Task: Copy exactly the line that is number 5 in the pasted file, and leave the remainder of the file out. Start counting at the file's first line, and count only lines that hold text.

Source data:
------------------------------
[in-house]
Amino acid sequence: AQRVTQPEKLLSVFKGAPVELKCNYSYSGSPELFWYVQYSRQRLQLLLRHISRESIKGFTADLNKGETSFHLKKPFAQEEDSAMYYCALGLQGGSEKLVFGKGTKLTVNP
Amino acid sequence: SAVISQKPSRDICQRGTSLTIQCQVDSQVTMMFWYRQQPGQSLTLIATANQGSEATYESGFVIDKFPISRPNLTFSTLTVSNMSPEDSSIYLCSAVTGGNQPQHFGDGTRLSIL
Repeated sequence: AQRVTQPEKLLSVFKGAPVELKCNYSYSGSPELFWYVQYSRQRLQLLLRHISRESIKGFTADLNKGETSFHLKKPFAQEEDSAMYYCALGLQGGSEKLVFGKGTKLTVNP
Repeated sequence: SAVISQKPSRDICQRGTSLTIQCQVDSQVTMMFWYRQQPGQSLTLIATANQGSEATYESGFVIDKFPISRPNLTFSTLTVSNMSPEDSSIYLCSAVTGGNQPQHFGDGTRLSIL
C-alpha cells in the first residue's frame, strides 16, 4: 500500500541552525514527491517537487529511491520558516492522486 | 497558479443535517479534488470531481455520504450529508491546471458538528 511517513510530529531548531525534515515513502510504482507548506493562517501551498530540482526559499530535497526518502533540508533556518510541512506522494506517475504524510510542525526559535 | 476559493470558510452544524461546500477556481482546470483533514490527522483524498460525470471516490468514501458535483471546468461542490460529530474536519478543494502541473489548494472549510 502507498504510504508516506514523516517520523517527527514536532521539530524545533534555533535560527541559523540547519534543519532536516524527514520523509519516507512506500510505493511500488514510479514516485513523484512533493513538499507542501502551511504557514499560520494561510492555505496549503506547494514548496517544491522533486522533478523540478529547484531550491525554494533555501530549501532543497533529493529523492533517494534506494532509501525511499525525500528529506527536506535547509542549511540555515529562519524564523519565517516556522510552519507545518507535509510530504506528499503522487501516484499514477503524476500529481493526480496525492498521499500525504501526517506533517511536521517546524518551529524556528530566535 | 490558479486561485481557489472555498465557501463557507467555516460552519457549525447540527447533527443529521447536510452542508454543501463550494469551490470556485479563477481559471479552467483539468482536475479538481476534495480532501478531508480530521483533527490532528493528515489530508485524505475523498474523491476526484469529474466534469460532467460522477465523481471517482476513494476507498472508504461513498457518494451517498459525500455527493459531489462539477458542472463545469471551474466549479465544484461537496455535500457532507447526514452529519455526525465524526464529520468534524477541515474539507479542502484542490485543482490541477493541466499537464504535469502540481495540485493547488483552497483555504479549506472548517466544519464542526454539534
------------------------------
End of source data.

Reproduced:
Repeated sequence: SAVISQKPSRDICQRGTSLTIQCQVDSQVTMMFWYRQQPGQSLTLIATANQGSEATYESGFVIDKFPISRPNLTFSTLTVSNMSPEDSSIYLCSAVTGGNQPQHFGDGTRLSIL